The panelists will explore the state of literature education in Singapore, and how it might be transformed by moving beyond a focus on appreciating individual writers and their works. As alternatives, our participants propose different approaches, centering on the writing process, the act of reading, or through a larger exploration of a cultural tradition.
Loh Guan Liang – Engaging Singapore Youths Through Creative Writing
Literature is currently taught in Singapore schools as an examinable subject. The term “examinable” belies a mechanistic outlook towards literary study, wherein the emphasis is on metrics and mean subject grades. Sadly, that is missing the point. Students become passive receptacles for literary teaching in such an assessment-laden environment, not critical creators of content. Schools should relook how Literature is taught and introduce (more) opportunities for creative writing in the classroom. In creating, youths do more than understand; they make mistakes, apply knowledge and appreciate
Literature, themselves and their relationship with society better.
Tan Tarn How – The Key to Half Our Society’s Ills: Reading
The term cultural desert has been thrown around a lot when Singapore’s character is discussed. While its arts and cultural outlook has improved dramatically over the past decades, the people of Singapore have continued to earn labels that are less than flattering. Some may describe Singaporeans as apathetic, narrow-minded, cynical. Others would say Singaporeans are too ingrained in their consumerist ways, and lack imagination. These could all be attributed to the focus on mathematics and the sciences in school curriculums, and the lack of literature in most students’ academic journey breeds humdrum Singaporeans. Tan Tarn How argues that a pursuit of reading will answer these societal ailments, and inject more culture in a clinical state.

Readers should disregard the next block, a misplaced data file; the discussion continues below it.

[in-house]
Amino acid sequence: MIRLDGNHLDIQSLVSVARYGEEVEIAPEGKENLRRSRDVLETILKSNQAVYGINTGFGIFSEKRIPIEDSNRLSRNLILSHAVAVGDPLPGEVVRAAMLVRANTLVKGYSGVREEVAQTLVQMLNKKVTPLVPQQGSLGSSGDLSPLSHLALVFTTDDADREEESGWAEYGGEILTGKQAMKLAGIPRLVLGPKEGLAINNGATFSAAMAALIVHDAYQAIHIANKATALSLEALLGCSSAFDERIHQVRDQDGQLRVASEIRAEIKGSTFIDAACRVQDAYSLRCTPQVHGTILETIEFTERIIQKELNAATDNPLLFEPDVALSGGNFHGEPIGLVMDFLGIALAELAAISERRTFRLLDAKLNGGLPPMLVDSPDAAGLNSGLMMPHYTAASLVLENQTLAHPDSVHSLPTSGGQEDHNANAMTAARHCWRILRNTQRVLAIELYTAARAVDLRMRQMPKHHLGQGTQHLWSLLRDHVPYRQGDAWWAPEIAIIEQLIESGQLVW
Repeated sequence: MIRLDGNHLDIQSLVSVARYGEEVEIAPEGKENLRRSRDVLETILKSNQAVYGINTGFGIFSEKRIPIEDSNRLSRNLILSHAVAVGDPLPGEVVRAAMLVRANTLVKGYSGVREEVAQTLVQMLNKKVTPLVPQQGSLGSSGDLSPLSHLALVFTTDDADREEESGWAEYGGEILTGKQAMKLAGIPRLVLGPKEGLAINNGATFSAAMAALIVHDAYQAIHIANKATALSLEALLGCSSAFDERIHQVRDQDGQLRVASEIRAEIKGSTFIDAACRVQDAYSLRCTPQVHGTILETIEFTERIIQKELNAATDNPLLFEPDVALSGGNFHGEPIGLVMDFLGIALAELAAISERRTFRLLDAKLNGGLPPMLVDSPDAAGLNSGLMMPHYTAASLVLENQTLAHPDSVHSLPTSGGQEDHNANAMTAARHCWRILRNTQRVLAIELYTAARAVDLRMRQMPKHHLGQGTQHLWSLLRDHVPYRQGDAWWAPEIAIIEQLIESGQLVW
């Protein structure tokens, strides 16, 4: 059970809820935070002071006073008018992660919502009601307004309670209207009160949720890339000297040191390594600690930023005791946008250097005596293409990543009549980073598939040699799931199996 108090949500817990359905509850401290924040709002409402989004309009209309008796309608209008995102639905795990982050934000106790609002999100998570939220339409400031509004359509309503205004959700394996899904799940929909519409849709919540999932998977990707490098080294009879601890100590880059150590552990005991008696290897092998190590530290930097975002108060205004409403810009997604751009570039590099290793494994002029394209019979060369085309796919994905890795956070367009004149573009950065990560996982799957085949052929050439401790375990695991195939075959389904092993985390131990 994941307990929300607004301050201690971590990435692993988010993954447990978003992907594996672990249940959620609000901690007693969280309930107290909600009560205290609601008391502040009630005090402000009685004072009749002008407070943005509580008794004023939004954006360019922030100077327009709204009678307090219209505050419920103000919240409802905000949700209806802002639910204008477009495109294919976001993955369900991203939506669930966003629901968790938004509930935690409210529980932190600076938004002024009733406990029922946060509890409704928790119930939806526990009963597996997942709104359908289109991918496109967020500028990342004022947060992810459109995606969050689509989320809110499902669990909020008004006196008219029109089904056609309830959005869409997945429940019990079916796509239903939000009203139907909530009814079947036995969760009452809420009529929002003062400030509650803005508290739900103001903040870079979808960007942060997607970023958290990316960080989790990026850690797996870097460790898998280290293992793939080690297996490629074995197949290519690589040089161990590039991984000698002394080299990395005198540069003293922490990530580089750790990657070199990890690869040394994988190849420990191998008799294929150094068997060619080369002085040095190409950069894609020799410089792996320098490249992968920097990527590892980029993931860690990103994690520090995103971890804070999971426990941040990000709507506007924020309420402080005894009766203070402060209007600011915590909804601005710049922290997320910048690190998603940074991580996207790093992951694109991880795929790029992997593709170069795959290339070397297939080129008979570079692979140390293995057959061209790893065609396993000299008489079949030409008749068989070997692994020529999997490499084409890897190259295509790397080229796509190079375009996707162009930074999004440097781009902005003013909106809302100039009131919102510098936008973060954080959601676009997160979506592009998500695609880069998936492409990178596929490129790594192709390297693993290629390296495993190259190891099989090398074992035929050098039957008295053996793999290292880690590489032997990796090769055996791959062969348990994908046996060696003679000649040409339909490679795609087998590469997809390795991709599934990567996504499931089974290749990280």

Tan Chee Lay – Looking at Singapore Literature in Chinese from the Literary and Curricular Points of View
Besides providing a broad introduction to the current state of Chinese literature in the Singapore society, this talk will make reference to the changing positions of Chinese literature in the school curriculum and syllabus. With more local students coming from an English speaking background, as well as more foreign Chinese students opting for this subject , the local student population taking Chinese Literature has been falling significantly. In such an educational context, Tan Chee Lay advocates the importance of literature, and creative reading and writing, amongst students and teachers
Admission: Free. Please register at http://peatix.com/event/153572
Venue: Centre 42, 42 Waterloo Street, Singapore 187951
When: 15 Mar 2016, 7.30pm